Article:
|Composer Larry Nelson (left) talks about his piece, Moonbow.|
Christine holds bachelor’s and master’s degrees in Music and continues to apply her voice to all genres of music. An arts lover since childhood, she currently works as a freelance writer.
Mélomanie capped its season with one of its most eclectic programs to date. Sunday’s concert treated its audience to a Delaware premiere, a fiery Latin tango and several interesting representatives of the Baroque era.
Moonbow, the second premiere of the season, is a commission from Larry Nelson, a colleague of Mélomanie flautist Kimberly Reighley at West Chester University. In case you’re wondering, a moonbow is a rainbow produced by light reflected off the surface of the moon (rather than from direct sunlight) refracting off moisture in the air. The subject matter fits nicely with Nelson’s fascination with timbre, a motivating factor in his work.
The piece consists of 13 sections, each flowing into the next and exhibiting a wide variety of musical styles. There’s a blues chorus, a pensive “cello float” and a very un-Bach-like contrapuntal section requiring each instrument’s participation.
It was pleasing to hear Richardson’s harpsichord step out from its usual supporting role. One section — Angelic over vamp I and II — had the instrument chopping chords that were tonally distinct from the rest of the ensemble. Richardson also concluded the piece, playing in gospel style.
The piece is a demanding one, and each member of the ensemble contributed a strong performance.
Argentina for flute, violin and cello by Christopher Caliendo offered a stark contrast to the introspective quality of Moonbow. Once again, Caliendo proves he knows how to write for the flute. Reighley’s fiery playing carried the piece as it got support from a punchy accompaniment of Latin rhythms provided by violinist Christof Richter and cellist Douglas McNames.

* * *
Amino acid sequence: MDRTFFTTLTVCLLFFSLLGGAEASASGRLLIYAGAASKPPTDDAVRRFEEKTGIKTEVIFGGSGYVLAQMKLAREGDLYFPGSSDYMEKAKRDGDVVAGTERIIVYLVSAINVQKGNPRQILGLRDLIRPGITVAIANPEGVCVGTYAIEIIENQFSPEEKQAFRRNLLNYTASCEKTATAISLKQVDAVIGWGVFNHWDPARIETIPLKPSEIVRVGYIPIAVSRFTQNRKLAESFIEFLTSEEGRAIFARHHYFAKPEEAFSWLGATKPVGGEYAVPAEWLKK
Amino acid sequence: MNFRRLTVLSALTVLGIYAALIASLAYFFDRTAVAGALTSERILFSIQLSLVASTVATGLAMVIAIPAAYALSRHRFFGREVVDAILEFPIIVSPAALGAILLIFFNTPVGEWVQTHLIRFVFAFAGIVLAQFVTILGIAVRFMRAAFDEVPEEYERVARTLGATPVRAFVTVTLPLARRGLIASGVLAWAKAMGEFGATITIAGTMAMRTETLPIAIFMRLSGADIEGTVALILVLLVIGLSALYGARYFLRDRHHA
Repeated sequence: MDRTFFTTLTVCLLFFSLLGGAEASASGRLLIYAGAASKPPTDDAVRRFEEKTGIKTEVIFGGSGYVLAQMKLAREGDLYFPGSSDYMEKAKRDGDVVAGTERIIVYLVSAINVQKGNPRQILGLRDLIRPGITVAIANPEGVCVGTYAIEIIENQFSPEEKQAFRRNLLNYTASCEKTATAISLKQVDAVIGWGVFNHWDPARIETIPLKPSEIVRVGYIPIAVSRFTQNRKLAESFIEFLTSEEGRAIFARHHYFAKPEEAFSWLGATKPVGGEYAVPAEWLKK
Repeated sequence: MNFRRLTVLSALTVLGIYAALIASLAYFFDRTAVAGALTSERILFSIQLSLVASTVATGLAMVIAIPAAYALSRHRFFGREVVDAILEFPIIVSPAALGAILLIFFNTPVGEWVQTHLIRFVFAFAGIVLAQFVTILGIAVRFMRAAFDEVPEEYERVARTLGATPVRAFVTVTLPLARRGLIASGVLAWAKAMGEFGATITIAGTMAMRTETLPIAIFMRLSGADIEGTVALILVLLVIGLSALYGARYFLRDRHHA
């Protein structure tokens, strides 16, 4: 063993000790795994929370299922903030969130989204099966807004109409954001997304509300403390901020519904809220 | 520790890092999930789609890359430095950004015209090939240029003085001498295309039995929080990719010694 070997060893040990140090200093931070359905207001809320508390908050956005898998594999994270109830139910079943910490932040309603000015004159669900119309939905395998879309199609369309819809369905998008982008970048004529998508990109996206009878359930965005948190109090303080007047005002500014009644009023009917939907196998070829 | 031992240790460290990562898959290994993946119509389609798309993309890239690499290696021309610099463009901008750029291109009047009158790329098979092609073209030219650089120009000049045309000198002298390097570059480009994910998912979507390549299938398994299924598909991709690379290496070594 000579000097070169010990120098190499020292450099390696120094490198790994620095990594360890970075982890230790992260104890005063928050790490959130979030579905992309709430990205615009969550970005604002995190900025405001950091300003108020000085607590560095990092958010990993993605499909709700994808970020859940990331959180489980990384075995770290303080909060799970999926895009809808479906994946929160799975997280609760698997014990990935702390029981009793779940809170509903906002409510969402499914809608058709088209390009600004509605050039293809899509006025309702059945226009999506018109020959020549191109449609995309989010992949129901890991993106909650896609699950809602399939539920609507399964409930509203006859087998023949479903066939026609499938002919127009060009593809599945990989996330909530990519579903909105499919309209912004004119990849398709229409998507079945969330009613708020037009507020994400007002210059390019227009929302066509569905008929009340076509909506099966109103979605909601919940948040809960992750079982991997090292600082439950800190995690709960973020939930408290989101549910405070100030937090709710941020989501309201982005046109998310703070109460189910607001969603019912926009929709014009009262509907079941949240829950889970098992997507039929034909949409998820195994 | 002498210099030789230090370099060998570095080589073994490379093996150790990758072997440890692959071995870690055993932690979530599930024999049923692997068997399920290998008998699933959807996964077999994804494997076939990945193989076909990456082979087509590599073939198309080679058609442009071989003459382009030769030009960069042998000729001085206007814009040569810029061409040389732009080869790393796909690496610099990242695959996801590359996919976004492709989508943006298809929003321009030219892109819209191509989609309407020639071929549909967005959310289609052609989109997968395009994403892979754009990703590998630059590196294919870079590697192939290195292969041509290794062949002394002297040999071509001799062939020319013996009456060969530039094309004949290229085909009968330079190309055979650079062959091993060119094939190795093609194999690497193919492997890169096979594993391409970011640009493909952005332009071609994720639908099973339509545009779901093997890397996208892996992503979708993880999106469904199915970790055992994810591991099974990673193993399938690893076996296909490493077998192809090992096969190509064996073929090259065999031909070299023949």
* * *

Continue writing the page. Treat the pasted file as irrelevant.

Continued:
The Baroque was well-represented with works by Boismortier, Telemann and Vivaldi. The participation of guest artist violinist Daniela Pierson allowed the ensemble to program works it would not normally have been able to perform.
|Guest violinist Daniela Pierson (right) performs with Mélomanie.|
Violinists Richter and Pierson teamed up for Telemann’s Gulliver Suite, another piece written for amateur musicians. Swift’s satire gave Telemann the idea for a programmatic dance suite, each of whose movements recalls Swift’s characters with musical gestures. Richter and Pierson provided a nice interplay in the fifth and final dance — a loure —which contrasted the civilized Houyhnhnms (Richter) with the untamed Yahoos (Pierson).
The concert closed with a performance of Vivaldi’s Sonata XII in D Minor (Folia), which is actually a set of 20 variations on “La folia,” a musical theme dating back to the 15th Century. Like other composers, Vivaldi sought to emulate Corelli’s version as evidenced by his choice of virtuosic flourishes. Vivaldi takes advantage of the extra violin — provided by Pierson — to engage in imitative play.
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